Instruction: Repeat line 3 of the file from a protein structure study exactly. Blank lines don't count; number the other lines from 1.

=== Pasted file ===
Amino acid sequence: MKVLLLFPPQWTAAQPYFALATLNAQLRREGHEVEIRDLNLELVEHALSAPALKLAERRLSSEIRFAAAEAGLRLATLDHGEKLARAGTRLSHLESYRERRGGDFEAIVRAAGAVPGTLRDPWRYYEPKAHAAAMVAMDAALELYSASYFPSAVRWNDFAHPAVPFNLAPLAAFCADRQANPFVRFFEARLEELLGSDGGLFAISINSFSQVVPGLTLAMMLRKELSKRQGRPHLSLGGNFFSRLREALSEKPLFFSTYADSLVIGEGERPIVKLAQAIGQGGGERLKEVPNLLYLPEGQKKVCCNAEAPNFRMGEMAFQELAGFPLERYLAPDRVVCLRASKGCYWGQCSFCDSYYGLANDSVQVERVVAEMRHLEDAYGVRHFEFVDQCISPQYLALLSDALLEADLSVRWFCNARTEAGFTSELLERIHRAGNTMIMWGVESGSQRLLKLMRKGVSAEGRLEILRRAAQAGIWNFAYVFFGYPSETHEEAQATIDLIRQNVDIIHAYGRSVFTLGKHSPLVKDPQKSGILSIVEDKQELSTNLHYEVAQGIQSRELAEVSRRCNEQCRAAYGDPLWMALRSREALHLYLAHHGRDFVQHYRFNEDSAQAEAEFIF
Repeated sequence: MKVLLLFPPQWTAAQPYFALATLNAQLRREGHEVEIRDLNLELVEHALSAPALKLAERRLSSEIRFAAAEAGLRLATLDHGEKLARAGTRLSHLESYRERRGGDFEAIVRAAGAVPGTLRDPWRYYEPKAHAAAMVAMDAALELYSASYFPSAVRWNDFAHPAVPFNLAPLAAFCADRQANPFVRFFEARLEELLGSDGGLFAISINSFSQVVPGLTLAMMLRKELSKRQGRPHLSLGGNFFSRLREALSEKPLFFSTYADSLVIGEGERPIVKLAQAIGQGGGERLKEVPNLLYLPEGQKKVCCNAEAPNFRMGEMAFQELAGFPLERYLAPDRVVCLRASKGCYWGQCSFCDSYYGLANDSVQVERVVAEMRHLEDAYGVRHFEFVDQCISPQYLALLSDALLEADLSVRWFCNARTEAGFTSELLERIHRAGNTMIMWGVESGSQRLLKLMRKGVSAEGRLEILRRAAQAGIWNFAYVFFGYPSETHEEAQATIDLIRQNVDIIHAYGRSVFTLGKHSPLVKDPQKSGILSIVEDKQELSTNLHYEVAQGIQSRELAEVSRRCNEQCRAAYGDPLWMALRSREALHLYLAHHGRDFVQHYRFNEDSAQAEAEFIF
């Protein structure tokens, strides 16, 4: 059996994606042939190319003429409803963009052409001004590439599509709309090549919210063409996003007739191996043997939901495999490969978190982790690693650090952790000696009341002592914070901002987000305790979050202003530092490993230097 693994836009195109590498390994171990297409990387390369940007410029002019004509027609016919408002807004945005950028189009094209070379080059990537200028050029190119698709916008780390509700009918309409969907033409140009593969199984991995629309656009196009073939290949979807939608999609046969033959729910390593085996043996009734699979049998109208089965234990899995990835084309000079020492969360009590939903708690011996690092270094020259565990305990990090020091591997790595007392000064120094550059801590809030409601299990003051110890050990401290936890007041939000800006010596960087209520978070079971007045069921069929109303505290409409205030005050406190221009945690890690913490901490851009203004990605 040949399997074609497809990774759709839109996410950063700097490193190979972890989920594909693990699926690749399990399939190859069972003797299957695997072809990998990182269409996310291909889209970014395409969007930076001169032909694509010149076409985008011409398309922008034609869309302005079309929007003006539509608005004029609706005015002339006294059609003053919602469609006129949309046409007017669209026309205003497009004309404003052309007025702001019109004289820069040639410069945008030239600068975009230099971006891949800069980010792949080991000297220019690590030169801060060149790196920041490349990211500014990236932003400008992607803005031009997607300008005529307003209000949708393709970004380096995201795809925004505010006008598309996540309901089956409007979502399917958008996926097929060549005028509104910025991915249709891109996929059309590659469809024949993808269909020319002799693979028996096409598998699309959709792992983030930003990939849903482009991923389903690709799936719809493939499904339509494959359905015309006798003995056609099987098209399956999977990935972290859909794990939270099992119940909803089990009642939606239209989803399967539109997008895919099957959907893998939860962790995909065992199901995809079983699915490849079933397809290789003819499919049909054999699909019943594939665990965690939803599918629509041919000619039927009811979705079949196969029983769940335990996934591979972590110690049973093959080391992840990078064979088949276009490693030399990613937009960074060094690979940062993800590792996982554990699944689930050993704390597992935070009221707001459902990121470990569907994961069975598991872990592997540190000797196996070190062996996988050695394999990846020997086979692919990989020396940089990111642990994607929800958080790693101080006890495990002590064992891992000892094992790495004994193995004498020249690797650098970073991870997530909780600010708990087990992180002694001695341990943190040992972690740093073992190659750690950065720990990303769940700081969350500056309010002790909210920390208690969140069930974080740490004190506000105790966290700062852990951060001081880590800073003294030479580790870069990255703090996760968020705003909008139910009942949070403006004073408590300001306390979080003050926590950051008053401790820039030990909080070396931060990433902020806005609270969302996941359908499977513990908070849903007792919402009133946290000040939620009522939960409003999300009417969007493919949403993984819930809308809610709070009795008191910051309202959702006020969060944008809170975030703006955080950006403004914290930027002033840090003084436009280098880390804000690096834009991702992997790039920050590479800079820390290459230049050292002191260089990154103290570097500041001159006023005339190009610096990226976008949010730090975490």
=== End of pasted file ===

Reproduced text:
């Protein structure tokens, strides 16, 4: 059996994606042939190319003429409803963009052409001004590439599509709309090549919210063409996003007739191996043997939901495999490969978190982790690693650090952790000696009341002592914070901002987000305790979050202003530092490993230097 693994836009195109590498390994171990297409990387390369940007410029002019004509027609016919408002807004945005950028189009094209070379080059990537200028050029190119698709916008780390509700009918309409969907033409140009593969199984991995629309656009196009073939290949979807939608999609046969033959729910390593085996043996009734699979049998109208089965234990899995990835084309000079020492969360009590939903708690011996690092270094020259565990305990990090020091591997790595007392000064120094550059801590809030409601299990003051110890050990401290936890007041939000800006010596960087209520978070079971007045069921069929109303505290409409205030005050406190221009945690890690913490901490851009203004990605 040949399997074609497809990774759709839109996410950063700097490193190979972890989920594909693990699926690749399990399939190859069972003797299957695997072809990998990182269409996310291909889209970014395409969007930076001169032909694509010149076409985008011409398309922008034609869309302005079309929007003006539509608005004029609706005015002339006294059609003053919602469609006129949309046409007017669209026309205003497009004309404003052309007025702001019109004289820069040639410069945008030239600068975009230099971006891949800069980010792949080991000297220019690590030169801060060149790196920041490349990211500014990236932003400008992607803005031009997607300008005529307003209000949708393709970004380096995201795809925004505010006008598309996540309901089956409007979502399917958008996926097929060549005028509104910025991915249709891109996929059309590659469809024949993808269909020319002799693979028996096409598998699309959709792992983030930003990939849903482009991923389903690709799936719809493939499904339509494959359905015309006798003995056609099987098209399956999977990935972290859909794990939270099992119940909803089990009642939606239209989803399967539109997008895919099957959907893998939860962790995909065992199901995809079983699915490849079933397809290789003819499919049909054999699909019943594939665990965690939803599918629509041919000619039927009811979705079949196969029983769940335990996934591979972590110690049973093959080391992840990078064979088949276009490693030399990613937009960074060094690979940062993800590792996982554990699944689930050993704390597992935070009221707001459902990121470990569907994961069975598991872990592997540190000797196996070190062996996988050695394999990846020997086979692919990989020396940089990111642990994607929800958080790693101080006890495990002590064992891992000892094992790495004994193995004498020249690797650098970073991870997530909780600010708990087990992180002694001695341990943190040992972690740093073992190659750690950065720990990303769940700081969350500056309010002790909210920390208690969140069930974080740490004190506000105790966290700062852990951060001081880590800073003294030479580790870069990255703090996760968020705003909008139910009942949070403006004073408590300001306390979080003050926590950051008053401790820039030990909080070396931060990433902020806005609270969302996941359908499977513990908070849903007792919402009133946290000040939620009522939960409003999300009417969007493919949403993984819930809308809610709070009795008191910051309202959702006020969060944008809170975030703006955080950006403004914290930027002033840090003084436009280098880390804000690096834009991702992997790039920050590479800079820390290459230049050292002191260089990154103290570097500041001159006023005339190009610096990226976008949010730090975490």